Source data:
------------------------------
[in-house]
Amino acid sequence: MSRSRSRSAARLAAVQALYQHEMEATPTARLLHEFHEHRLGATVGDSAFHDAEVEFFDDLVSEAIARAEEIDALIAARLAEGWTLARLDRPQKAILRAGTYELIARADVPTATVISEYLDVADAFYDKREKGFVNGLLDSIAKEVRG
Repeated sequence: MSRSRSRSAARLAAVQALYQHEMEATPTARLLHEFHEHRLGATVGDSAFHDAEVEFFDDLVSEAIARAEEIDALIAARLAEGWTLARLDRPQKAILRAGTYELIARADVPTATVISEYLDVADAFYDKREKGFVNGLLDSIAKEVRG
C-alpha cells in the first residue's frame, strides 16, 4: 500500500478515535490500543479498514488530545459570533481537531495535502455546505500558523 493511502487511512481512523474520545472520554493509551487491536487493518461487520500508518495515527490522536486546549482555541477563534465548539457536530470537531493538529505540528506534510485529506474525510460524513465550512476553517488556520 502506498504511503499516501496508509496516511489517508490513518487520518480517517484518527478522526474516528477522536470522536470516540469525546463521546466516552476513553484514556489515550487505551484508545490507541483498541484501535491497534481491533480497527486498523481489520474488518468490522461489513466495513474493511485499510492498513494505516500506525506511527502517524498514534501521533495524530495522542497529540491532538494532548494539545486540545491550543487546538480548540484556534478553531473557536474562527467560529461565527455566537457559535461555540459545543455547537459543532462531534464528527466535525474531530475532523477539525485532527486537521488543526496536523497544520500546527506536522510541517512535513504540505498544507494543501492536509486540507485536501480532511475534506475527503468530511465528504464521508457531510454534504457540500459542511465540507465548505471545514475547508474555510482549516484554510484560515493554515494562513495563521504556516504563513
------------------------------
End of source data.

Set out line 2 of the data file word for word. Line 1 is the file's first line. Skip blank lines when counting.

Amino acid sequence: MSRSRSRSAARLAAVQALYQHEMEATPTARLLHEFHEHRLGATVGDSAFHDAEVEFFDDLVSEAIARAEEIDALIAARLAEGWTLARLDRPQKAILRAGTYELIARADVPTATVISEYLDVADAFYDKREKGFVNGLLDSIAKEVRG